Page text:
I was once told by a psychologist acquaintance that he’d invented a new syndrome for me: The Hemingway Complex. It meant that I needed to experience physical adventures in order to write about them, with the implication that this was somewhat immature of me. Now I’m glad that I collected such a wealth of experiences in my younger days. I’m pretty sure that these days I couldn’t lug around scuba tanks and guide/rescue tourists underwater in the Caribbean, or sleep for months on a hard mat in a treehouse without running water or electricity, or hike from Cretan mountains to sea down a flooding gorge while wearing a heavy backpack. (I looked so cheerful during my months-long trek around the Greek islands all those years ago!) At least I do have plenty of material for more novels.
My husband Thor and I seem to have hit some sort of body-repair mileage mark over the past couple of years, and are crossing fingers that we can keep the AGNES suit in the closet for a few more years once we’ve finished yet more rounds of physical therapy. We do spend an inordinate amount of our daily routines on maintenance. The joys of retirement…. Thor, a stoic Norwegian, emulates The Dude in “The Big Lebowski” with a summation of “strikes and gutters.” His hiking has taken a hit with a diagnosis of peripheral neuropathy, plus nerve damage from lower-spine stenosis that now requires him to wear a special prosthetic appliance on one leg. On the plus side, his cataract surgery gave him 20/20 vision, after he was legally blind for forty years without his contact lenses or glasses. And his diagnosis spurred him to quit alcohol and sugar, so now he’s trimmed and tightened his core (and is looking even hunkier than ever!). He actually feels healthier overall.
Modern medicine does offer us miracles. My own spinal stenosis surgery in my neck gave me back the use of my right arm and eliminated the excruciating nerve pain, in effect giving me back my life.
In my first science fiction novel, WILD CARD RUN, part of the plot involves illicit cyborgs that mimic humans and are forbidden by the galactic Plan. A seriously-injured character has had his brain and spinal cord transplanted into a flawless new body impervious to pain and aging. Writing in my athletic twenties, I disapproved of such a technological future, suggesting that there would be some indefinable attributes lost in such a machine body. These days, I’m tempted to say, “Bring it on!”
Not that I want to extend my life span. I don’t want to live to my father’s 96 years, involving all the multiple indignities and insults to himself and those of us attempting to care for him. (The “perpetual aggravation” of old people that Adam Gopnik describes doesn’t begin to capture my father’s rages.) My personal fantasy would be a world in which people could expect a reasonable life span—maybe in the 80s—enjoying continuing vigor and relative painlessness until an alarm rings, signaling a couple of weeks to get your affairs in order before checking out. And, that, as Gopnik reports, is what some of the recent aging research is aiming toward: “We’ll live well, and then we’ll die.”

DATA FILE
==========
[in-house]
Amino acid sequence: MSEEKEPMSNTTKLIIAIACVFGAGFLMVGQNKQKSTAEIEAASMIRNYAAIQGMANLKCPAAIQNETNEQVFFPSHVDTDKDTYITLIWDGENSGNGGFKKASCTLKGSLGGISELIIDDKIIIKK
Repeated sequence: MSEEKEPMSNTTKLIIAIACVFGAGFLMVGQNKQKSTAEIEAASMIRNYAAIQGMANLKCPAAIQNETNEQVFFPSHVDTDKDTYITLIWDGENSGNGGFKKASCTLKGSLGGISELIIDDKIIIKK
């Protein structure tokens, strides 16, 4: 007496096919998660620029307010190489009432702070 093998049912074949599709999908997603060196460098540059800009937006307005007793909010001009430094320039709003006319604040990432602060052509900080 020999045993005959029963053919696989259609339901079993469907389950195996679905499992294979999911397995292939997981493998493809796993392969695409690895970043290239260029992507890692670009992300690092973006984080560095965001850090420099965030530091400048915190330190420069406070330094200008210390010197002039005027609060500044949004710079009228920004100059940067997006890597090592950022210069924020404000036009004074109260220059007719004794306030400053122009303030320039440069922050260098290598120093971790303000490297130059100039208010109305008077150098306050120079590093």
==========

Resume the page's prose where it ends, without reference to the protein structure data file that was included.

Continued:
While medical science marches on, to the possible benefit of younger generations, we Boomers do our best to stay active and follow healthy habits. I strive to emulate Thor, who cheerfully pivots toward redefining himself within the reality of his new limitations and new horizons opening. Much to be said for being a pragmatic scientist!
And now for your take: How do you define or redefine yourself as you age? What are your tactics moving ahead? Do you believe, as do some philosophers, that the suffering and slowing of old age is an essential stage of wisdom? Or would you rather have that “effortless flow” and use your energy for projects other than maintenance?
Just don’t call me Agnes, yet.
See you next week as we arrive on Naxos!
You will find The Rambling Writer’s blog posts here every Saturday. Sara’s latest novel from Book View Cafe is available in print and ebook: The Ariadne Connection. It’s a near-future thriller set in the Greek islands. “Technology triggers a deadly new plague. Can a healer find the cure?” The novel has received the Chanticleer Global Thriller Grand Prize and the Cygnus Award for Speculative Fiction. Sara has recently returned from another research trip in Greece and is back at work on the sequel, The Ariadne Disconnect. Sign up for her quarterly email newsletter at www.sarastamey.com